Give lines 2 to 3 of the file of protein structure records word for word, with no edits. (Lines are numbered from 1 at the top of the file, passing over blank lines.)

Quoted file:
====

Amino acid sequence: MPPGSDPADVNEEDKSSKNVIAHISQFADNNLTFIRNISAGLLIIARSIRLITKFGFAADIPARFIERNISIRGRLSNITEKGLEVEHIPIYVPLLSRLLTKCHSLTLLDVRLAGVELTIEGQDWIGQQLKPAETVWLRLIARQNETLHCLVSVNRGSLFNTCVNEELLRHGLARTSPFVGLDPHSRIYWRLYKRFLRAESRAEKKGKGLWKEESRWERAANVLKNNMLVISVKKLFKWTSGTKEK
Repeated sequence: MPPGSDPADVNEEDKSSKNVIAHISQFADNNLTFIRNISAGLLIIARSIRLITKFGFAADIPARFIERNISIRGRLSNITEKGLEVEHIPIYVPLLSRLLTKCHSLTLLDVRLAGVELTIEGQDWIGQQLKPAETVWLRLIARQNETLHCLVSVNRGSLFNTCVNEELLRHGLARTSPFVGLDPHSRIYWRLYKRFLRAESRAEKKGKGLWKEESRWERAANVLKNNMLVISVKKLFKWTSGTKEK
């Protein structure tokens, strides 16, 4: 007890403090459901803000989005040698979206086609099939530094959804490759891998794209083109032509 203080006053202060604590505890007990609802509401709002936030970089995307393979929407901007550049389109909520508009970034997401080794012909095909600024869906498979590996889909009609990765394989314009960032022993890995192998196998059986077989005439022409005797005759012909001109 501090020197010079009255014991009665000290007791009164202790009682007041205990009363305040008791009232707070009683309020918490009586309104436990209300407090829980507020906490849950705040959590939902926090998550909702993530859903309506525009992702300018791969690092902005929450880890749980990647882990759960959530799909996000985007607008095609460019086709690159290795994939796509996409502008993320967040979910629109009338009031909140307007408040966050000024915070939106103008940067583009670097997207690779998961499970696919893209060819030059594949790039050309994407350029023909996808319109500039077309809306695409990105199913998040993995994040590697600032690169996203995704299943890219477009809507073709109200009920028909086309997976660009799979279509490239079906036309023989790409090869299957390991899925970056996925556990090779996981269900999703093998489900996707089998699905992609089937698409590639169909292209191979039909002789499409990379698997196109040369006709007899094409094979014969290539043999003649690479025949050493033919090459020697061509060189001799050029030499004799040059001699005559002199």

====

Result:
Repeated sequence: MPPGSDPADVNEEDKSSKNVIAHISQFADNNLTFIRNISAGLLIIARSIRLITKFGFAADIPARFIERNISIRGRLSNITEKGLEVEHIPIYVPLLSRLLTKCHSLTLLDVRLAGVELTIEGQDWIGQQLKPAETVWLRLIARQNETLHCLVSVNRGSLFNTCVNEELLRHGLARTSPFVGLDPHSRIYWRLYKRFLRAESRAEKKGKGLWKEESRWERAANVLKNNMLVISVKKLFKWTSGTKEK
């Protein structure tokens, strides 16, 4: 007890403090459901803000989005040698979206086609099939530094959804490759891998794209083109032509 203080006053202060604590505890007990609802509401709002936030970089995307393979929407901007550049389109909520508009970034997401080794012909095909600024869906498979590996889909009609990765394989314009960032022993890995192998196998059986077989005439022409005797005759012909001109 501090020197010079009255014991009665000290007791009164202790009682007041205990009363305040008791009232707070009683309020918490009586309104436990209300407090829980507020906490849950705040959590939902926090998550909702993530859903309506525009992702300018791969690092902005929450880890749980990647882990759960959530799909996000985007607008095609460019086709690159290795994939796509996409502008993320967040979910629109009338009031909140307007408040966050000024915070939106103008940067583009670097997207690779998961499970696919893209060819030059594949790039050309994407350029023909996808319109500039077309809306695409990105199913998040993995994040590697600032690169996203995704299943890219477009809507073709109200009920028909086309997976660009799979279509490239079906036309023989790409090869299957390991899925970056996925556990090779996981269900999703093998489900996707089998699905992609089937698409590639169909292209191979039909002789499409990379698997196109040369006709007899094409094979014969290539043999003649690479025949050493033919090459020697061509060189001799050029030499004799040059001699005559002199």